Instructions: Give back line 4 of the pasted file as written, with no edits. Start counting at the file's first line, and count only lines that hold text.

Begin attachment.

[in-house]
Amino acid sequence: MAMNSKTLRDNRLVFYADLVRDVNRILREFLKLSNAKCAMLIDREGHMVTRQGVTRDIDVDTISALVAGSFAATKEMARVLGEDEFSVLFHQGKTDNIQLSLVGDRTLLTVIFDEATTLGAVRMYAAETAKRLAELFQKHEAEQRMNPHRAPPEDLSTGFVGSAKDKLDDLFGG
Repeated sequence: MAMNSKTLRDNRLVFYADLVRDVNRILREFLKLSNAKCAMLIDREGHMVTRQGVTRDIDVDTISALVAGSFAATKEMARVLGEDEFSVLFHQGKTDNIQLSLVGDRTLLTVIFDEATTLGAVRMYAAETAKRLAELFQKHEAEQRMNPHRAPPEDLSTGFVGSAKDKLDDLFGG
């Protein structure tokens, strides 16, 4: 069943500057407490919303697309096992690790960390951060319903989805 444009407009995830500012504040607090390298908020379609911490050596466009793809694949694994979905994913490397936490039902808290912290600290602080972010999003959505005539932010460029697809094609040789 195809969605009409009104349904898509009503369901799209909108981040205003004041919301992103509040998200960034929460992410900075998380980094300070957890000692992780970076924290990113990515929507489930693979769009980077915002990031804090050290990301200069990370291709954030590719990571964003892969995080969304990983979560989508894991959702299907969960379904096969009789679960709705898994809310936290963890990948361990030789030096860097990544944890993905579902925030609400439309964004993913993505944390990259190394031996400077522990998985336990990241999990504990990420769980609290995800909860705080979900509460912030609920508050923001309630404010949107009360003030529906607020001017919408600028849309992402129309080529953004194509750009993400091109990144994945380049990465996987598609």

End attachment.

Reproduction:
């Protein structure tokens, strides 16, 4: 069943500057407490919303697309096992690790960390951060319903989805 444009407009995830500012504040607090390298908020379609911490050596466009793809694949694994979905994913490397936490039902808290912290600290602080972010999003959505005539932010460029697809094609040789 195809969605009409009104349904898509009503369901799209909108981040205003004041919301992103509040998200960034929460992410900075998380980094300070957890000692992780970076924290990113990515929507489930693979769009980077915002990031804090050290990301200069990370291709954030590719990571964003892969995080969304990983979560989508894991959702299907969960379904096969009789679960709705898994809310936290963890990948361990030789030096860097990544944890993905579902925030609400439309964004993913993505944390990259190394031996400077522990998985336990990241999990504990990420769980609290995800909860705080979900509460912030609920508050923001309630404010949107009360003030529906607020001017919408600028849309992402129309080529953004194509750009993400091109990144994945380049990465996987598609």